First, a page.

Belkin, Kristin Lohse. Rubens. London: Phaidon, 1998.
Good, reliable introduction to Rubens by a solid scholar. Covers biography, interpretation, and also studio practices. Lots of color illustrations. Includes useful chronology of Rubens’s life paralleled by relevant historical events.
Burckhardt, Jacob. Recollections of Rubens. Translated by Mary Hottinger. London: Phaidon, 1950.
With introduction and notes by Horst Gerson. English edition of classic work, Erinnungen aus Rubens, first published in 1898. Not an overview but a study of Rubens’s artistic personality, with a focus on his debt to antiquity and his place in Baroque culture, written by one of the great historians.
Heinen, Ulrich. “Kunstgeschichte als Funktion populistischer Ideologie: Max Rooses (1839–1914)—Kunsthistoriker und ‘Führer im flämischen Lager.’” Kritische Berichte 1 (2009): 55–94.
A reconstruction of the national political context of the earlier Rubens research in Flanders.
Jaffé, Michael. Rubens: Catalogo Completo. Translated by Germano Mulazzani. Milan: Rizzoli, 1989.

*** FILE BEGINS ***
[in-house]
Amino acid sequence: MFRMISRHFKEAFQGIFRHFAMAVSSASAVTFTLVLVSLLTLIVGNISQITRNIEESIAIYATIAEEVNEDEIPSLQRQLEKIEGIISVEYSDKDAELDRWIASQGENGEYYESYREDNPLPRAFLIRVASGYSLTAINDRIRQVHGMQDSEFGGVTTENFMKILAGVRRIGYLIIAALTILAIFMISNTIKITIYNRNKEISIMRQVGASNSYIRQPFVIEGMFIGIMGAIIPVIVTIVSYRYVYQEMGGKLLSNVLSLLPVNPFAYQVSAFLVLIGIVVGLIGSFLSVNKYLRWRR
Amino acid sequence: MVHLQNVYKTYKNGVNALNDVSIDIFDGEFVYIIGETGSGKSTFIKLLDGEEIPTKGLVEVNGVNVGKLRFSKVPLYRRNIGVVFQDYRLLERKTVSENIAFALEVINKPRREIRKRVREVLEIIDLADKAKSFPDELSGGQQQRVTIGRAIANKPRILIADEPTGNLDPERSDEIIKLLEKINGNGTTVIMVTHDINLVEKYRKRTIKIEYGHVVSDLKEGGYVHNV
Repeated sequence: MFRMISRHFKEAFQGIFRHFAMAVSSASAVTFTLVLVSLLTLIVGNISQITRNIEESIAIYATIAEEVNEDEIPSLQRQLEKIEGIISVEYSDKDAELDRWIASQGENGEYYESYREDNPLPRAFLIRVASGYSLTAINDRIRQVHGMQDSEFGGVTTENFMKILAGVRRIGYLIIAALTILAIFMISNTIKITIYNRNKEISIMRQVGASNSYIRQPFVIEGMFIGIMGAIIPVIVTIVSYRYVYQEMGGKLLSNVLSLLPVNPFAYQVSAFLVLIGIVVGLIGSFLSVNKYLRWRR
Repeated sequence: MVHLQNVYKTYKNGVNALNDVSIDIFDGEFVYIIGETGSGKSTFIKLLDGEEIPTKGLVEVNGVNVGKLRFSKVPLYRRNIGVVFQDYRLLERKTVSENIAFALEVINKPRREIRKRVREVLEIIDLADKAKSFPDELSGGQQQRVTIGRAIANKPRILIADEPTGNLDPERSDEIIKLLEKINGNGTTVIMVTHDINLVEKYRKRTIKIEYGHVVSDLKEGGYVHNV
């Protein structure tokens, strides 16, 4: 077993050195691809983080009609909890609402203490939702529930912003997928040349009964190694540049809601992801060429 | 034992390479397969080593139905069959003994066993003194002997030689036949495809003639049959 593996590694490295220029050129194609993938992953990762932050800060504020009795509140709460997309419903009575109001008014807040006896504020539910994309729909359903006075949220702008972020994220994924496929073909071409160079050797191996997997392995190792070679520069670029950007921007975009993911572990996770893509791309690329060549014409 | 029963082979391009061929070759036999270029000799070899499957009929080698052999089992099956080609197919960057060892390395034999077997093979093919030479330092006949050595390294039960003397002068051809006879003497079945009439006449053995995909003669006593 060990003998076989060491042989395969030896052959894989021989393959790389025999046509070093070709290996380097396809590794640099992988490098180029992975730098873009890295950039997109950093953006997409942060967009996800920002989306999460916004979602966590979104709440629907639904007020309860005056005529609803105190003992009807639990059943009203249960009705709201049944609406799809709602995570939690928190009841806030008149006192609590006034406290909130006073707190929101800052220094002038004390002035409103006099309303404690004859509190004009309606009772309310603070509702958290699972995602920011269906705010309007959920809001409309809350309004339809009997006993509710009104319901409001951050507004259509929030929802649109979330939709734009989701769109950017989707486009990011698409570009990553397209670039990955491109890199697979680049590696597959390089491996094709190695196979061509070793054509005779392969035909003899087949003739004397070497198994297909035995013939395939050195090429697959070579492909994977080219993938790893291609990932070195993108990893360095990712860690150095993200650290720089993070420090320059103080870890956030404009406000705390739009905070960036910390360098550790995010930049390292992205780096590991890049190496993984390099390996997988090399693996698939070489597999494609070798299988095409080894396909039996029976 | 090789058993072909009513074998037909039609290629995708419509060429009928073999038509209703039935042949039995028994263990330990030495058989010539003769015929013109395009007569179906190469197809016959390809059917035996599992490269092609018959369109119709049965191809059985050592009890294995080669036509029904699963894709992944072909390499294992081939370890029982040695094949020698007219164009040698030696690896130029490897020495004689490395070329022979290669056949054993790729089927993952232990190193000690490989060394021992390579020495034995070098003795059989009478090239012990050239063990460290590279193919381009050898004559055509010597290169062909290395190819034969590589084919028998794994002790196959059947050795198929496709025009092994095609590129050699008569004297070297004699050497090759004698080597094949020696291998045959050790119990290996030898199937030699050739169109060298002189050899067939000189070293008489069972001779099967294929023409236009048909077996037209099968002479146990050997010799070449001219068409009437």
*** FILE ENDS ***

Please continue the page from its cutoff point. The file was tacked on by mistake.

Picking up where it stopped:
Useful reference work. A series of preliminary essays treat Rubens’s assistants and collaborators, his portraits, and his characteristics as an “Italian” artist and as a Northern one. A forty-page chronology lays out all the events in Rubens’s life known from documents and letters. This is followed by the catalogue of 1,403 paintings and oil sketches, with small illustrations, arranged chronologically, and with works related to individual commissions clustered together.
Rooses, Max. L’oeuvre de P.P. Rubens: Histoire et description de ses tableaux et dessins. Antwerp, Belgium: J. Maes, 1886–1892.
The foundational study.
Simson, Otto von. Peter Paul Rubens (1577–1640): Humanist, Maler und Diplomat. Mainz, Germany: Philipp von Zabern, 1996.
Important, posthumously published results of a major art historian’s nearly lifelong thinking about Rubens, with emphasis on Rubens as narrator, thinker, and as actor in the world into which his paintings entered.
Warnke, Martin. Peter Paul Rubens. Translated by Donna Pedini Simpson. New York: Barron’s, 1980.
General but thought-provoking and valuable survey. Four chapters, each on a “sphere”: the personal, the humanistic/ecclesiastic, the political, and the artistic. Useful appendices as well, including texts by Rubens on art and a twenty-page chronology of his life and work. First published in 1977 in German by DuMont.
White, Christopher. Peter Paul Rubens: Man and Artist. New Haven, CT: Yale University Press, 1987.
Reliable general monograph with lots of nice illustrations. Very good in summarizing the state of Rubens research at its time, without trying to go beyond that. Careful use of primary sources, especially Rubens’s own letters.